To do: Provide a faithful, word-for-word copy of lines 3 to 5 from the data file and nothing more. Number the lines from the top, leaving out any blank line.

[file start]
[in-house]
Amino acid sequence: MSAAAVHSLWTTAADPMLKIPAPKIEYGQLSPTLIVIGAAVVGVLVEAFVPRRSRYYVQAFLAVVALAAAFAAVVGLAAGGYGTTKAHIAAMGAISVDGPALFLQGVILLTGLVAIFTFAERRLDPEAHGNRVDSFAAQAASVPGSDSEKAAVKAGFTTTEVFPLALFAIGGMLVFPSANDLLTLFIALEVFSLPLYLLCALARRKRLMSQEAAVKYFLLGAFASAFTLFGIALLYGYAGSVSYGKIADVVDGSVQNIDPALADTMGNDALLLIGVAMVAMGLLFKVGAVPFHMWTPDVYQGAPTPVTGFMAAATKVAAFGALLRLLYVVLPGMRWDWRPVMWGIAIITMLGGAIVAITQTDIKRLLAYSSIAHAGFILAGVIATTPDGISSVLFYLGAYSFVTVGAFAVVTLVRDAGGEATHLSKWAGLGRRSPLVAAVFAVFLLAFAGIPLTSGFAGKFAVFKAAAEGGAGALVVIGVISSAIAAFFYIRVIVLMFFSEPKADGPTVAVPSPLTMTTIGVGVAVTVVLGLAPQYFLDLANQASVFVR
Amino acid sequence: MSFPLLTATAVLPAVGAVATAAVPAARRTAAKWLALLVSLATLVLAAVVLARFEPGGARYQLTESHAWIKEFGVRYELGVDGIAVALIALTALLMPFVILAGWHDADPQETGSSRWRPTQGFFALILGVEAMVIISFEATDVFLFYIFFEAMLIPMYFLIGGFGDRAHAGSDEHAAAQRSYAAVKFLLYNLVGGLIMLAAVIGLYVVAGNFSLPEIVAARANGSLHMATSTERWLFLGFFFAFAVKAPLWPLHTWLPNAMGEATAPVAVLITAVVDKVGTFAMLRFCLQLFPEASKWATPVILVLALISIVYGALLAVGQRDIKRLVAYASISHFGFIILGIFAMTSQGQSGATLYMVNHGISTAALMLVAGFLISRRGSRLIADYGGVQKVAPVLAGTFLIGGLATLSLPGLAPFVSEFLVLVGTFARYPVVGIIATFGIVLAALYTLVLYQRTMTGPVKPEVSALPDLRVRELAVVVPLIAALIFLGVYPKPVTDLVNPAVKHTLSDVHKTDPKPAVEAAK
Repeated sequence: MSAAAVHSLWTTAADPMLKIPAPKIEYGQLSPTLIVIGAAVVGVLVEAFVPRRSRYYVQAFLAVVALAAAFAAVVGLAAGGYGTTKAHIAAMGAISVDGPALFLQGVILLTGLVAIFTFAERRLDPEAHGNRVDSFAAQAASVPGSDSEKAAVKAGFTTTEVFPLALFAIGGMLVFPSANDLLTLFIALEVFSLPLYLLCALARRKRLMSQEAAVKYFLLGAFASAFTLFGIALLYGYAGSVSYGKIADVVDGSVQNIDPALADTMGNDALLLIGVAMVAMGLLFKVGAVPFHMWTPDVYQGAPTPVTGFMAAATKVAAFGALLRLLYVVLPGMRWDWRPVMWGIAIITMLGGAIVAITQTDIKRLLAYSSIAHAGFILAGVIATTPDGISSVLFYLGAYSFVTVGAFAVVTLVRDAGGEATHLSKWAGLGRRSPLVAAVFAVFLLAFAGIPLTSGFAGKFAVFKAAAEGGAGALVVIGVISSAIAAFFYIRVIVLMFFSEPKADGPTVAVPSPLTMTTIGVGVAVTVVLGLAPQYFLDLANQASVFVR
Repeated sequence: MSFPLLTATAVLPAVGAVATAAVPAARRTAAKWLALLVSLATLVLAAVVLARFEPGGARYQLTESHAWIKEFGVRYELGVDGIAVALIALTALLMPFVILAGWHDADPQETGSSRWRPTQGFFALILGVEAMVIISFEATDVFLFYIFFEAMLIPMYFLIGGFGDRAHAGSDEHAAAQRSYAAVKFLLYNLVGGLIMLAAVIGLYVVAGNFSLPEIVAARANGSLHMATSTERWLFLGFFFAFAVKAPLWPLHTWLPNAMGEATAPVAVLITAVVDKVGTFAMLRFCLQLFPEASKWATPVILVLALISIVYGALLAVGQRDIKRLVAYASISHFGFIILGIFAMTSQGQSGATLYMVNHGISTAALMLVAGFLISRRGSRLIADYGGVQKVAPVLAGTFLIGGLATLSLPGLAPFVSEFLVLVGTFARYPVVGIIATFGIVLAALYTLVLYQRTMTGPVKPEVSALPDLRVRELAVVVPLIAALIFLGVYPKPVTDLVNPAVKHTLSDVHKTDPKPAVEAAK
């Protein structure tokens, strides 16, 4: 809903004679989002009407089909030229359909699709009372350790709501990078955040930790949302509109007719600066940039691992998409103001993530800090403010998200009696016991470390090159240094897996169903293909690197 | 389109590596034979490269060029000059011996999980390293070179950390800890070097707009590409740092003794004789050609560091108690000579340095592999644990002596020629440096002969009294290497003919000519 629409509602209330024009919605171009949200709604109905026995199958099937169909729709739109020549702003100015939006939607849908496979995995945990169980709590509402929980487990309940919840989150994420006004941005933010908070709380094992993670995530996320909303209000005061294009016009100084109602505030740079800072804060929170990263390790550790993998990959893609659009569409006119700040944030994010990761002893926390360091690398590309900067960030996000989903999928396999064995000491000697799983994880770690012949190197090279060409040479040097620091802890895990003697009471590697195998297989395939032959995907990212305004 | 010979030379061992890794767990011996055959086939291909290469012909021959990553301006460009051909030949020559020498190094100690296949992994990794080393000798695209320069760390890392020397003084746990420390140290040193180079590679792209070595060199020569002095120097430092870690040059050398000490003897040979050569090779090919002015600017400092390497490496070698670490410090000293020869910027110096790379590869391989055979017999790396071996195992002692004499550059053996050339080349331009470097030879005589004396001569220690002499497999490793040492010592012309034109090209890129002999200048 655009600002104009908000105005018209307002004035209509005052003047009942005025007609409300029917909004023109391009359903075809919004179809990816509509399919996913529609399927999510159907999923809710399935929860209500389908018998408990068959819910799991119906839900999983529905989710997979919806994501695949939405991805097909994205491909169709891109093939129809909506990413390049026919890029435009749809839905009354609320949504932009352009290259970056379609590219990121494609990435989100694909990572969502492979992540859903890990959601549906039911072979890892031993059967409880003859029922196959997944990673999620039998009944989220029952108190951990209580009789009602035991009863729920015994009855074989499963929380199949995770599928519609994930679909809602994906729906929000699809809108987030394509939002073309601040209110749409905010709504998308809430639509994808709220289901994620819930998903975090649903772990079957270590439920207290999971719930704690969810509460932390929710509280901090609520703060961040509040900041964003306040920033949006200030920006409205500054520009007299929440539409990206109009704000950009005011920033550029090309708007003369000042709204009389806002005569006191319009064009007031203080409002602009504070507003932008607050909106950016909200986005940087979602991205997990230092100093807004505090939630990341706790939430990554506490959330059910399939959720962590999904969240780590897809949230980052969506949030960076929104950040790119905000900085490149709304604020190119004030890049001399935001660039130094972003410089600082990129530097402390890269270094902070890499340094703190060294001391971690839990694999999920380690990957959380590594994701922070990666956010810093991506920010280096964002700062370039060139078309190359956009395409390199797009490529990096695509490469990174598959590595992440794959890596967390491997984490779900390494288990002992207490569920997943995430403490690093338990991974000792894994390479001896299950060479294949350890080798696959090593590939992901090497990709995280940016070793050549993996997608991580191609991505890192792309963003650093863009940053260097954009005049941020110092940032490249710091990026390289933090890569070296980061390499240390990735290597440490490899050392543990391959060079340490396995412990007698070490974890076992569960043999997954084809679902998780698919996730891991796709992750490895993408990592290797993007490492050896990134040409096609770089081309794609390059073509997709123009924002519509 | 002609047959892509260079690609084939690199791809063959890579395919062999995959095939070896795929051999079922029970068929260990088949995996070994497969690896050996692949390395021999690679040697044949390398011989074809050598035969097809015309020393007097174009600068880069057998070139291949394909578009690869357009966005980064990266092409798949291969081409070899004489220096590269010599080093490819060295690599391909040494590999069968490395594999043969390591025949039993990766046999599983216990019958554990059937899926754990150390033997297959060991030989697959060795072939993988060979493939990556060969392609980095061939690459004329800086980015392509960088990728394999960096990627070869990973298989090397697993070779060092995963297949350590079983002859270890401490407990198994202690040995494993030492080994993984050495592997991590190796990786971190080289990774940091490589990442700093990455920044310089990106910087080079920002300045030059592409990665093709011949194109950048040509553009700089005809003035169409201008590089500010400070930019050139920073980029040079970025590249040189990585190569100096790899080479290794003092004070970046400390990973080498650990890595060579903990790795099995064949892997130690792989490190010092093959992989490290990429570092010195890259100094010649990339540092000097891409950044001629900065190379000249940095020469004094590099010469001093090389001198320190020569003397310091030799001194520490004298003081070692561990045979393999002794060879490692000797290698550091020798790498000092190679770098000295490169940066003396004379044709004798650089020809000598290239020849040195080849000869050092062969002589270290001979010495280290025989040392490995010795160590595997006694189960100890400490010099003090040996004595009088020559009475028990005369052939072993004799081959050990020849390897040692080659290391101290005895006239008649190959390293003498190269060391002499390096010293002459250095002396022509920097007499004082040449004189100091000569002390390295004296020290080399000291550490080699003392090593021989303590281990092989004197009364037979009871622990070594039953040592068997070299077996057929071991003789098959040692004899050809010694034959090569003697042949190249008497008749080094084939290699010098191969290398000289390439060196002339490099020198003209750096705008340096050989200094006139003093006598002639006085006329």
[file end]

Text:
Amino acid sequence: MSFPLLTATAVLPAVGAVATAAVPAARRTAAKWLALLVSLATLVLAAVVLARFEPGGARYQLTESHAWIKEFGVRYELGVDGIAVALIALTALLMPFVILAGWHDADPQETGSSRWRPTQGFFALILGVEAMVIISFEATDVFLFYIFFEAMLIPMYFLIGGFGDRAHAGSDEHAAAQRSYAAVKFLLYNLVGGLIMLAAVIGLYVVAGNFSLPEIVAARANGSLHMATSTERWLFLGFFFAFAVKAPLWPLHTWLPNAMGEATAPVAVLITAVVDKVGTFAMLRFCLQLFPEASKWATPVILVLALISIVYGALLAVGQRDIKRLVAYASISHFGFIILGIFAMTSQGQSGATLYMVNHGISTAALMLVAGFLISRRGSRLIADYGGVQKVAPVLAGTFLIGGLATLSLPGLAPFVSEFLVLVGTFARYPVVGIIATFGIVLAALYTLVLYQRTMTGPVKPEVSALPDLRVRELAVVVPLIAALIFLGVYPKPVTDLVNPAVKHTLSDVHKTDPKPAVEAAK
Repeated sequence: MSAAAVHSLWTTAADPMLKIPAPKIEYGQLSPTLIVIGAAVVGVLVEAFVPRRSRYYVQAFLAVVALAAAFAAVVGLAAGGYGTTKAHIAAMGAISVDGPALFLQGVILLTGLVAIFTFAERRLDPEAHGNRVDSFAAQAASVPGSDSEKAAVKAGFTTTEVFPLALFAIGGMLVFPSANDLLTLFIALEVFSLPLYLLCALARRKRLMSQEAAVKYFLLGAFASAFTLFGIALLYGYAGSVSYGKIADVVDGSVQNIDPALADTMGNDALLLIGVAMVAMGLLFKVGAVPFHMWTPDVYQGAPTPVTGFMAAATKVAAFGALLRLLYVVLPGMRWDWRPVMWGIAIITMLGGAIVAITQTDIKRLLAYSSIAHAGFILAGVIATTPDGISSVLFYLGAYSFVTVGAFAVVTLVRDAGGEATHLSKWAGLGRRSPLVAAVFAVFLLAFAGIPLTSGFAGKFAVFKAAAEGGAGALVVIGVISSAIAAFFYIRVIVLMFFSEPKADGPTVAVPSPLTMTTIGVGVAVTVVLGLAPQYFLDLANQASVFVR
Repeated sequence: MSFPLLTATAVLPAVGAVATAAVPAARRTAAKWLALLVSLATLVLAAVVLARFEPGGARYQLTESHAWIKEFGVRYELGVDGIAVALIALTALLMPFVILAGWHDADPQETGSSRWRPTQGFFALILGVEAMVIISFEATDVFLFYIFFEAMLIPMYFLIGGFGDRAHAGSDEHAAAQRSYAAVKFLLYNLVGGLIMLAAVIGLYVVAGNFSLPEIVAARANGSLHMATSTERWLFLGFFFAFAVKAPLWPLHTWLPNAMGEATAPVAVLITAVVDKVGTFAMLRFCLQLFPEASKWATPVILVLALISIVYGALLAVGQRDIKRLVAYASISHFGFIILGIFAMTSQGQSGATLYMVNHGISTAALMLVAGFLISRRGSRLIADYGGVQKVAPVLAGTFLIGGLATLSLPGLAPFVSEFLVLVGTFARYPVVGIIATFGIVLAALYTLVLYQRTMTGPVKPEVSALPDLRVRELAVVVPLIAALIFLGVYPKPVTDLVNPAVKHTLSDVHKTDPKPAVEAAK